North Texas Sees Highest Hospitalizations Ever as Coronavirus Cases Spike

North Texas saw its highest number of coronavirus hospitalizations Thursday since the start of the pandemic, as the number of confirmed cases spiked.

Dallas County Health and Human Services (DCHHS) saw 392 new confirmed cases in the region, bringing the total number of cases in the county to 15,648. There are now 423 patients hospitalized with COVID-19 in Dallas County, and 923 total coronavirus hospitalizations across the Dallas-Fort Worth-Arlington metroplex.

Twenty-five hospitals in Dallas have reported that 70 percent of their beds have been taken up and 75 percent of their intensive care unit (ICU) beds are also in use. North Texas, which has an approximate population of over 7.5 million people, has about 90 hospitals with over 14,000 beds, according to a March 18 report by The Dallas Morning News.

Texas has a total of 99,851 confirmed cases of the novel coronavirus and 2,105 deaths attributed to the virus. It is estimated that there are about 34,000 active cases, and 63,812 recoveries thus far, according to the Department of State Health Services. Dallas County has the most cases in the state, with Harris County, where Houston is located, sitting on top of the list.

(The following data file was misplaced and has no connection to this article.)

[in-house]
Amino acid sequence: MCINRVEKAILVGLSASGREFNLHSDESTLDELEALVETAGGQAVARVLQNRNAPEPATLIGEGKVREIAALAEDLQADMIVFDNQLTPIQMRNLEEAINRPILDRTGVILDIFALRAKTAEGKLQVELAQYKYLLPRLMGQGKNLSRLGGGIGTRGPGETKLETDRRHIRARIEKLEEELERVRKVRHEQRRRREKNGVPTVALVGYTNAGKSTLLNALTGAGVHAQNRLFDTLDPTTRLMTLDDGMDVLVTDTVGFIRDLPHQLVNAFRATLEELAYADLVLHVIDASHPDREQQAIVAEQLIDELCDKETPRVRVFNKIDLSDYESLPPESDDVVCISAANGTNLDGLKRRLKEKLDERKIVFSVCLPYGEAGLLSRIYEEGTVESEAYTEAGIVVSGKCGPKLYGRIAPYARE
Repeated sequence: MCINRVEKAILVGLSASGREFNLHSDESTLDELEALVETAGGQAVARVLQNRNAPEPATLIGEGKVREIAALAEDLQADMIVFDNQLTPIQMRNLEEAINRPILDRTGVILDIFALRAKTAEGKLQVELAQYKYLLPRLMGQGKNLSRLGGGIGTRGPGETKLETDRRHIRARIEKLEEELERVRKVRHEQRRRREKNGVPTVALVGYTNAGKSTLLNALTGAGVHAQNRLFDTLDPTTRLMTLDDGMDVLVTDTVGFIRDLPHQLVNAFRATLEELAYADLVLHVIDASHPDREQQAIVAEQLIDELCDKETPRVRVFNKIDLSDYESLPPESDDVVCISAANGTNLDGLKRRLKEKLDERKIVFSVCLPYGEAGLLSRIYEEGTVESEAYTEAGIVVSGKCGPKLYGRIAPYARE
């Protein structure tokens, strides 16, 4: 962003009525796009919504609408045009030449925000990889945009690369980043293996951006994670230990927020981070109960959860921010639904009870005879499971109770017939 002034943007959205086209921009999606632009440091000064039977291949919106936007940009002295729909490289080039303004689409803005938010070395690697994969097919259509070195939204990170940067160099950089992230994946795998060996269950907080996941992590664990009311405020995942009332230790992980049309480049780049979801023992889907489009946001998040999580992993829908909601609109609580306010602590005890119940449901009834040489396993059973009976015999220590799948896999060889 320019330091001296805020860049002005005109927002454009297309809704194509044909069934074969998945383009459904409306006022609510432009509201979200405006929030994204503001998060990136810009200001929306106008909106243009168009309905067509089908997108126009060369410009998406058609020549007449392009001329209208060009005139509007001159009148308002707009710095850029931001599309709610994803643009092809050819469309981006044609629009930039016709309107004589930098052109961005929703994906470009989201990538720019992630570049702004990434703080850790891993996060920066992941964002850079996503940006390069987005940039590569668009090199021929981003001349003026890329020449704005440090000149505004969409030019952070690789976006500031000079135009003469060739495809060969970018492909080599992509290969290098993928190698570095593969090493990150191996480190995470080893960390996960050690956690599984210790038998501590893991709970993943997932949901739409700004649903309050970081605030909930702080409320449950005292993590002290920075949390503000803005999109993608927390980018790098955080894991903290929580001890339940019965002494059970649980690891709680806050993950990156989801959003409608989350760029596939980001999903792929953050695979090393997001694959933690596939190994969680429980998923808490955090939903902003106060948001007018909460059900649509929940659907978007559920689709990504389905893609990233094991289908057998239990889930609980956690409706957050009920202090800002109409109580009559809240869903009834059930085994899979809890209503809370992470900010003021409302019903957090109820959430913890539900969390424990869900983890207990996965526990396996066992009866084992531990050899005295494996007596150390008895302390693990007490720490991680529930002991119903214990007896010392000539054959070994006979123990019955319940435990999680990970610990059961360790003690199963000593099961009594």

During a press conference Thursday, Governor Greg Abbott assured state residents that there is plenty of hospital space in the state to meet a surge in cases.

"We are here today to let Texans know about the abundant hospital capacity that exists to treat Texans who may test positive for COVID-19...There are thousands of beds that are available as we speak right now, and then there is the ability to surge even more hospital beds if they were ever to be needed to respond to COVID-19," the governor said, adding that non-essential procedures could also be reduced to add more beds.

Mark Casanova, president of the Dallas County Medical Society, stated in an interview Thursday with FOX 4 News that ICU patients in particular are a concern to the region.

"Patients who land in the ICU tend to be there for a very prolonged period of time. We're talking about four weeks to eight-week range, so that high degree of ICU capacity is extremely concerning because those folks aren't going to be leaving very soon," Casanova said.

"It's hard to know what our threshold is. Obviously, if we start to broach the 90 percent occupancy rate, that's a real serious situation," Casanova said.

Newsweek reached out to DCHHS for further comments on the situation in Dallas, but did not receive a response back in time for publication.

The Blue Angels Fly Over Dallas Area
People gather to watch the U.S. Navy Blue Angels flyover downtown Dallas to honor healthcare, frontline and essential workers on May 06, 2020. Dallas County recently reported the highest number of hospitalizations since the start of the COVID-19 pandemic. Getty/Ronald Martinez